A Lizard in a Woman’s Skin

Year: 1971
Production Co: Apollo Films
Director: Lucio Fulci
Writer: Lucio Fulci
Cast: Florinda Bolkan

Like probably many others before me, I only watched this movie because I knew Fulci's name from his spaghetti zombie days.

What Fulci's done in everything from the style and costuming to the camerawork and narrative aesthetic perfectly encapsulates the free love/acid trip era of the times, a lot like the films of Russ Meyer did if you can look past the gigantic tits.

Set in England, Carol (Florinda Balkan) is the well to do wife of lawyer Frank, who works for her barrister father. While he cheats on her in secret, she sees a psychiatrist about her conflicted feelings for the woman who lives in the apartment next door, always throwing lavish parties full of drugs and orgies.

Carol is disgusted by such behaviour, but she can't help dreaming about sinking into the mire of such debauchery, something her psychiatrist explains as a fascination with a lifestyle of abandon beneath her genteel exterior.

Carol's dreams turn violent when she murders the neighbour in one of them, only to wake up and discover the woman is really dead, and not only are belongings of Carols in the room, someone apparently killed the woman the exact same way Carol dreamed about doing it herself. Did she really murder the girl next door out of a hybrid of longing and jealousy?

As the police try to get to the bottom of it along with Carol's father, her psyche fractures even more as a hippie gang apparently wants to find and kill her, chasing her through the convalescent home where she's recovering from the shock and the roof of an ornate church.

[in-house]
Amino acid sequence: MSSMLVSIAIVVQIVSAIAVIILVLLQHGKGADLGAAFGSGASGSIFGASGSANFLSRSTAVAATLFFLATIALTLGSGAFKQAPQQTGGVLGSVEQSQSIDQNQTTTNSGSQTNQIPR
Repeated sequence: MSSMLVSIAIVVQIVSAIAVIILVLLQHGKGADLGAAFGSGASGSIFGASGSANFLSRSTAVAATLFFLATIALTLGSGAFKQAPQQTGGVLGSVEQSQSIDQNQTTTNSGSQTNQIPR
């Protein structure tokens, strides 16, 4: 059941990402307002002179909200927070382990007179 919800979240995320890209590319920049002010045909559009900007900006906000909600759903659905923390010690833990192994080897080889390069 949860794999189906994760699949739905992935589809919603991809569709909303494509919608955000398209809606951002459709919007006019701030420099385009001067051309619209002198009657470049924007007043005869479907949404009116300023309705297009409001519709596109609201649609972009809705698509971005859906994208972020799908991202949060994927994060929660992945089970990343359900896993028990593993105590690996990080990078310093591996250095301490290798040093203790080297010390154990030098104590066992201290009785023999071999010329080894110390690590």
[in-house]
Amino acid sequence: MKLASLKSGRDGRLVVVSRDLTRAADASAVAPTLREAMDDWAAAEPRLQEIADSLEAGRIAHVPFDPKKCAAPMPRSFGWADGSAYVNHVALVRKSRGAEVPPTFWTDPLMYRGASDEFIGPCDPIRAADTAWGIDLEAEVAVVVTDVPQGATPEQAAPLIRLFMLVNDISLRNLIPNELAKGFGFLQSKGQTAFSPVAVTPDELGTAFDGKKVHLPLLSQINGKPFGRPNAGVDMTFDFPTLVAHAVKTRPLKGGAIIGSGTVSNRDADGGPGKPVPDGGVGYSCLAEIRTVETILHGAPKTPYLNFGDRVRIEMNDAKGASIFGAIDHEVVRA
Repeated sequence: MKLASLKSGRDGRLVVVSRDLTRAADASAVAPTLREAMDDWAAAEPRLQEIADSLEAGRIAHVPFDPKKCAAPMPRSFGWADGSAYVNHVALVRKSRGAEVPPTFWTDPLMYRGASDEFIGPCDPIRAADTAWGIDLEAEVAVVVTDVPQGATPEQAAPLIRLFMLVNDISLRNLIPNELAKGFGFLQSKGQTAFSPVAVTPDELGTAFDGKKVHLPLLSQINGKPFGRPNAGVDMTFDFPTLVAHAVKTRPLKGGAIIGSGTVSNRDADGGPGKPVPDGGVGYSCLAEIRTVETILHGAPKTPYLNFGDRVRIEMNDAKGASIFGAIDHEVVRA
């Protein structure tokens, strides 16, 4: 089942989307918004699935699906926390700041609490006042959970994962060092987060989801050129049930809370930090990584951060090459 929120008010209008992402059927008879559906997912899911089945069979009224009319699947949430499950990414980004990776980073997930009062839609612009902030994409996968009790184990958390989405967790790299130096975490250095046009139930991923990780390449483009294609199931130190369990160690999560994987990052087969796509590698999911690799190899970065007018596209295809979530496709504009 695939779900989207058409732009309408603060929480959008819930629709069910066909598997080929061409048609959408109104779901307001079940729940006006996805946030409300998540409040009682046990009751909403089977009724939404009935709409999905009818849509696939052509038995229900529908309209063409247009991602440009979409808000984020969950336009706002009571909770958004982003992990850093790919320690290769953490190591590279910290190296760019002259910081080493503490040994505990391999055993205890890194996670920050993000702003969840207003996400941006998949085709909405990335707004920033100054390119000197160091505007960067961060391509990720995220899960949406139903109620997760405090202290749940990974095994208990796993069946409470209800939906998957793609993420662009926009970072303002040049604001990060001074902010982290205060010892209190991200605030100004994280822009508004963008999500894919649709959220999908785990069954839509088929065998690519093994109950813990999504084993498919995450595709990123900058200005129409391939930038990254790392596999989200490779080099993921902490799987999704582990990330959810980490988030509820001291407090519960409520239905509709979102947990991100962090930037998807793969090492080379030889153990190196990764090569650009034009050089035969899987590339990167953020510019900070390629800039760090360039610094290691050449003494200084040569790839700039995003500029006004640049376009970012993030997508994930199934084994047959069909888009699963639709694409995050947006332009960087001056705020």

Despite the psychedelic interludes, Fulci's actually crafted an effective whodunit that seamlessly integrates the hippy style and imagery into a narrative that makes perfect sense when he could have disappeared up his own arse, more interested in confounding and shocking rather than telling an actual story.

It's very rooted in its time because of several elements including the effects (who else but Fulci and Dario Argento decided bright orange paint looked like blood?), but there's a plot with a beginning, middle and end and all the hallmarks of a classic giallo horror, from the blood to the lesbian sex.

The effects were done by veteran Carlo Rambaldi, who went on to create the full-size animatronic King Kong for John Guillermin's 1976 version and ET for Steven Spielberg.

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